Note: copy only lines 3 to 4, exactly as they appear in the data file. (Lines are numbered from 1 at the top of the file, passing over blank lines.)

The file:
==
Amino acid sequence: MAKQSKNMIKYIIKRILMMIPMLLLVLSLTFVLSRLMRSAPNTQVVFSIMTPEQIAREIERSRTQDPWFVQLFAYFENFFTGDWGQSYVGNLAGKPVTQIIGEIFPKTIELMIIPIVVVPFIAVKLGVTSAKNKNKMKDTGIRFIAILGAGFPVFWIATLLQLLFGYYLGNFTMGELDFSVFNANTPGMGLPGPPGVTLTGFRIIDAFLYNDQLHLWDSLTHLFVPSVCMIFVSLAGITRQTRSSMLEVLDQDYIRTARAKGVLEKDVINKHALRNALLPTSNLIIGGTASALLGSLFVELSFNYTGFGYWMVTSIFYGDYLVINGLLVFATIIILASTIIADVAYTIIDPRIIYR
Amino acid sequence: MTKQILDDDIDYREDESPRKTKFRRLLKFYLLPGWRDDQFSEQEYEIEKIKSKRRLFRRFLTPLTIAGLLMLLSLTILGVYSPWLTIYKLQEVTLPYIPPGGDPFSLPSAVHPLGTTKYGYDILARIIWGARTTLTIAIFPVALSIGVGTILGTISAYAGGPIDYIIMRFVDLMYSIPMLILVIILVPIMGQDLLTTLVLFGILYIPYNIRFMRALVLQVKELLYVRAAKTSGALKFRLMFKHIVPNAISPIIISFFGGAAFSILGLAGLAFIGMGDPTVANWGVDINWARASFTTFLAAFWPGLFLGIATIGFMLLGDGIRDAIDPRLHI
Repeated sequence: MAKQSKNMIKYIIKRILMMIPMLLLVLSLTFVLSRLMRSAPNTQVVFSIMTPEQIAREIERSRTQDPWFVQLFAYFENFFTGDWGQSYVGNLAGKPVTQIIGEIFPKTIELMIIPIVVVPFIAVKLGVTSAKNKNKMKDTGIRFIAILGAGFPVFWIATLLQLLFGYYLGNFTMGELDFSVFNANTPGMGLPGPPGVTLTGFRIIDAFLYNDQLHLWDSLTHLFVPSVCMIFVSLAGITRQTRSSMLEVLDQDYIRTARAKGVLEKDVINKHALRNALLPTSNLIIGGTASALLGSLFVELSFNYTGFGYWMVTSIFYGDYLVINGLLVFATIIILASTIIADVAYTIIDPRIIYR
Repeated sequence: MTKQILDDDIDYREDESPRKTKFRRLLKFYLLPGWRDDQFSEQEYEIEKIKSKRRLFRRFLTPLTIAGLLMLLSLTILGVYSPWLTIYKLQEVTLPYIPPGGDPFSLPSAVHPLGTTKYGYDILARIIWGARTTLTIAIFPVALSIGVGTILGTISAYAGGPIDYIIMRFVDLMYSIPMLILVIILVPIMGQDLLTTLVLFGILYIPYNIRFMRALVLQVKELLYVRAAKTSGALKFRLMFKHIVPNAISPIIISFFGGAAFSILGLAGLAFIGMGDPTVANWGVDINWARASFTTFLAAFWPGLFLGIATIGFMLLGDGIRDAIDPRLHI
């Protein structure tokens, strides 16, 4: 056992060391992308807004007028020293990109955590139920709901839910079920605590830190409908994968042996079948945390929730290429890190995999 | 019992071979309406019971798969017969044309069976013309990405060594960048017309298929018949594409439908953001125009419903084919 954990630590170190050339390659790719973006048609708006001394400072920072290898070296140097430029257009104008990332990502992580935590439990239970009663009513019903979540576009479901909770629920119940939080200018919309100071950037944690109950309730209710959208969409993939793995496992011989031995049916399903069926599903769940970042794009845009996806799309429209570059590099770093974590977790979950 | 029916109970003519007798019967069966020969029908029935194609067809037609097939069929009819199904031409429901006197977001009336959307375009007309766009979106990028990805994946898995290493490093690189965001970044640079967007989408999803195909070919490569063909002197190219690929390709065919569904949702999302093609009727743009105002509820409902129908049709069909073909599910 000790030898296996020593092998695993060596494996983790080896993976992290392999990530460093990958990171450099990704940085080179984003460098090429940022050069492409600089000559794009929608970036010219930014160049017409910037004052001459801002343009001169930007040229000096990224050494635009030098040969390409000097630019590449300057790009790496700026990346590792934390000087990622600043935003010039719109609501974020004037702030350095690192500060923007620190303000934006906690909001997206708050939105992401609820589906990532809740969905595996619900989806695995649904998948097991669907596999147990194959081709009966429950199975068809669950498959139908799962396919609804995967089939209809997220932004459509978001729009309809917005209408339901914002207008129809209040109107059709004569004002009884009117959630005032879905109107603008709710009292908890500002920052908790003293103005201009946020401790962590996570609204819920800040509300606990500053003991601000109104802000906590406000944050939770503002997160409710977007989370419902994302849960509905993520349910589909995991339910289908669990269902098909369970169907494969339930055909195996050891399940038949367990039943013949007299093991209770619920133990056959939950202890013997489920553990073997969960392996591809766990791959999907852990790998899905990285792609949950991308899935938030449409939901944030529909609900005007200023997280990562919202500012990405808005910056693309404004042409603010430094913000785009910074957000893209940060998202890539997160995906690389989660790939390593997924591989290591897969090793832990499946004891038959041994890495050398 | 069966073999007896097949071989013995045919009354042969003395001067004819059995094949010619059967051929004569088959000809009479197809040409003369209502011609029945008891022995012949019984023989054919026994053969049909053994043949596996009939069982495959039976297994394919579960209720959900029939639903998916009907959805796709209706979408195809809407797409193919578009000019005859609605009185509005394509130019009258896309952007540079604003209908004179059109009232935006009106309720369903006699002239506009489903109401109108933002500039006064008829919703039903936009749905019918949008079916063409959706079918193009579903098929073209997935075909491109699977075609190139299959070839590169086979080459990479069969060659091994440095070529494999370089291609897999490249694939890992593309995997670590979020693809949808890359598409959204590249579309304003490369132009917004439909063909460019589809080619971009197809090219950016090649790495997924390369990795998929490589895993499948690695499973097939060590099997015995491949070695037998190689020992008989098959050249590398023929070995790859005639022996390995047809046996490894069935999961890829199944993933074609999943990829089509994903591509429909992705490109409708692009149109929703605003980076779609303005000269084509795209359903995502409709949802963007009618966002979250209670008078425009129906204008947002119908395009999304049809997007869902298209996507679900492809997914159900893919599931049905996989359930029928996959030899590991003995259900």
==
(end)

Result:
Repeated sequence: MAKQSKNMIKYIIKRILMMIPMLLLVLSLTFVLSRLMRSAPNTQVVFSIMTPEQIAREIERSRTQDPWFVQLFAYFENFFTGDWGQSYVGNLAGKPVTQIIGEIFPKTIELMIIPIVVVPFIAVKLGVTSAKNKNKMKDTGIRFIAILGAGFPVFWIATLLQLLFGYYLGNFTMGELDFSVFNANTPGMGLPGPPGVTLTGFRIIDAFLYNDQLHLWDSLTHLFVPSVCMIFVSLAGITRQTRSSMLEVLDQDYIRTARAKGVLEKDVINKHALRNALLPTSNLIIGGTASALLGSLFVELSFNYTGFGYWMVTSIFYGDYLVINGLLVFATIIILASTIIADVAYTIIDPRIIYR
Repeated sequence: MTKQILDDDIDYREDESPRKTKFRRLLKFYLLPGWRDDQFSEQEYEIEKIKSKRRLFRRFLTPLTIAGLLMLLSLTILGVYSPWLTIYKLQEVTLPYIPPGGDPFSLPSAVHPLGTTKYGYDILARIIWGARTTLTIAIFPVALSIGVGTILGTISAYAGGPIDYIIMRFVDLMYSIPMLILVIILVPIMGQDLLTTLVLFGILYIPYNIRFMRALVLQVKELLYVRAAKTSGALKFRLMFKHIVPNAISPIIISFFGGAAFSILGLAGLAFIGMGDPTVANWGVDINWARASFTTFLAAFWPGLFLGIATIGFMLLGDGIRDAIDPRLHI